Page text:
Ferrero is mounting an ad campaign countering claims that a key Nutella ingredient might be carcinogenic — by telling people the hazelnut spread would be less delicious if it were to make changes and eliminate a “potential health concern.” About a fifth of Ferrero’s sales come from its wildly popular flagship product, so the company is hesitant to do anything that might change its taste. That includes caving to pressure to source less palm oil, an ingredient whose use also causes massive deforestation and has created years of headaches for Ferrero.
This most recent one started back in May, when the EU’s food-safety arm released a report warning palm oil contains contaminants people might want to consider not consuming. Their primary worry was a potential carcinogen and genotoxin called GE that forms when the oil is refined at temperatures over 200 degrees Celsius. The group says more study is needed before outright advising that people avoid foods with GE, but Italian companies started removing palm oil anyway. The country’s largest supermarket chain, Coop, quit putting it in all house-brand products as a “precaution,” and pasta giant Barilla also tossed it earlier this year. (Still worth noting that its reputation isn’t great on any continent, frankly: The Girl Scouts are on a mission to limit the palm oil in their cookies, and Kellogg doubled down on efforts to ensure it’s sustainably sourced this year, too.)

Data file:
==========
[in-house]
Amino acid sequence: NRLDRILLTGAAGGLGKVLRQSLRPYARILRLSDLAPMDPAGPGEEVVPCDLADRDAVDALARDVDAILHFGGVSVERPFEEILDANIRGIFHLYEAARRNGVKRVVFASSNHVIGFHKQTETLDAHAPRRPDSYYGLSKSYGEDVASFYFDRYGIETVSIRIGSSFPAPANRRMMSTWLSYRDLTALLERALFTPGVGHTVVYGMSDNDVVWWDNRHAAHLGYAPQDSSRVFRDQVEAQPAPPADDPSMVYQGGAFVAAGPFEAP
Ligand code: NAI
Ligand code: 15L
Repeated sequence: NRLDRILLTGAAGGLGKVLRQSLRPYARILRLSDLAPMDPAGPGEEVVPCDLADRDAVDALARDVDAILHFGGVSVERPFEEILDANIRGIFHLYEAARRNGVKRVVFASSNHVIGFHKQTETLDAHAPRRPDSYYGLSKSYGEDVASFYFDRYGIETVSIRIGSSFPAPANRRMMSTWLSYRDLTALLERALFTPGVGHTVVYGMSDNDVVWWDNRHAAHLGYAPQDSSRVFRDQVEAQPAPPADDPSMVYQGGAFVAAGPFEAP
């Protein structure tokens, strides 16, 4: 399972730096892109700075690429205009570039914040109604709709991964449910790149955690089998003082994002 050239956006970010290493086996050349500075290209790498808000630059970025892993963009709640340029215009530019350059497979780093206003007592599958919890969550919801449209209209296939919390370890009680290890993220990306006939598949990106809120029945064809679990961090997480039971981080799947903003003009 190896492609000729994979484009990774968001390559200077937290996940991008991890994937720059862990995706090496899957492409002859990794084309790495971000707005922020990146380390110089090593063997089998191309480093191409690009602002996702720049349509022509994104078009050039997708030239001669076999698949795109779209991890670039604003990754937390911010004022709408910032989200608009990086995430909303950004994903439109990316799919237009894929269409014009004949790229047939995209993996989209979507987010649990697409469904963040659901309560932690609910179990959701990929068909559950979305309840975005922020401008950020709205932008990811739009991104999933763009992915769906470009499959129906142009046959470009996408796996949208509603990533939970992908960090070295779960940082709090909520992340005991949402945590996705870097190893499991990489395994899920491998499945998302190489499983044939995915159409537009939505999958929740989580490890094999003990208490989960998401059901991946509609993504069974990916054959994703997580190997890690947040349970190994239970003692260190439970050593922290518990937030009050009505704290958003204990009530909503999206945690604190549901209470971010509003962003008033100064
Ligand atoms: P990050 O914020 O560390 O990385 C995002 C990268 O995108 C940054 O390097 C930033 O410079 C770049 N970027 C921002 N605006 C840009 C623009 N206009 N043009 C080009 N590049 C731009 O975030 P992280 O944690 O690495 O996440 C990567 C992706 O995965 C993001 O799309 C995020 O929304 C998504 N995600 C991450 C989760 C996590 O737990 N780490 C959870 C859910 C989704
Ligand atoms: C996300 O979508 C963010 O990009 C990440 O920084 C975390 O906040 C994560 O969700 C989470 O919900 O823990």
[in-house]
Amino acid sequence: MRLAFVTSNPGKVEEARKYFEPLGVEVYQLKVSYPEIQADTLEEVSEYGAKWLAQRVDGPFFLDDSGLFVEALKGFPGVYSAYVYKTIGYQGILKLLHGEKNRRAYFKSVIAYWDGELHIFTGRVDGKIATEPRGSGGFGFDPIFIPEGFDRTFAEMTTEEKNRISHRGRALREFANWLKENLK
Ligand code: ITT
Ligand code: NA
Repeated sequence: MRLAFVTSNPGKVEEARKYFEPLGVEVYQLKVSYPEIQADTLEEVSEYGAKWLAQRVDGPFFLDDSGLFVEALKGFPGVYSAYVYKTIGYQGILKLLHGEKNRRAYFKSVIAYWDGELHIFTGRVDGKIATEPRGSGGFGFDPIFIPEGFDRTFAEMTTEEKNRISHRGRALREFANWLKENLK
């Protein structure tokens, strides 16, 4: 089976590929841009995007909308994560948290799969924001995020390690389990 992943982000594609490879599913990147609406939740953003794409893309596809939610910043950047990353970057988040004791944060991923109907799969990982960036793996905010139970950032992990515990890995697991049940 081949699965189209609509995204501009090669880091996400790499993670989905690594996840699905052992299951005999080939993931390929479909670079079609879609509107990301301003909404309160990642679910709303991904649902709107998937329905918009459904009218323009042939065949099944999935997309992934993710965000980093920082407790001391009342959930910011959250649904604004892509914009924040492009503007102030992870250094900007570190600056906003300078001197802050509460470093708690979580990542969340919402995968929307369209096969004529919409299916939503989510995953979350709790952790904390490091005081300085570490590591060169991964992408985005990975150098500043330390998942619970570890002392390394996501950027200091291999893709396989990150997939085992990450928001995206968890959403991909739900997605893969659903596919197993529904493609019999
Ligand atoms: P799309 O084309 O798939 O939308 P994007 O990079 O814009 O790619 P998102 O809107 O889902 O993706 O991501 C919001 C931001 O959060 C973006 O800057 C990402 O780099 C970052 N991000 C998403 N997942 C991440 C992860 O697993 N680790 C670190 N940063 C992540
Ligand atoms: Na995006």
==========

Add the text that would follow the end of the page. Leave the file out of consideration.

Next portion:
Ferrero’s ads explain Nutella is “safe” because it’s made using a
special industrial process. It costs 20 percent more, but keeps everything “just
below” 200 degrees and relies on low pressure to reduce contaminants to a level “so low that scientific instruments find it hard to trace” them.
Ferrero hopes the campaign will change some minds, because the company’s sounds pretty set: It puts a lot of palm oil in Nutella, mostly to achieve that silky texture and extend shelf life, and an executive tells Reuters that its removal would be “a step backward” since that would only “produce an inferior substitute for the real product.” It would certainly be a step backward in profit: As Reuters also notes, the “economic implications” of abandoning the ingredient, which is the cheapest vegetable oil available, could be an extra $8 million to $22 million down the drain every year.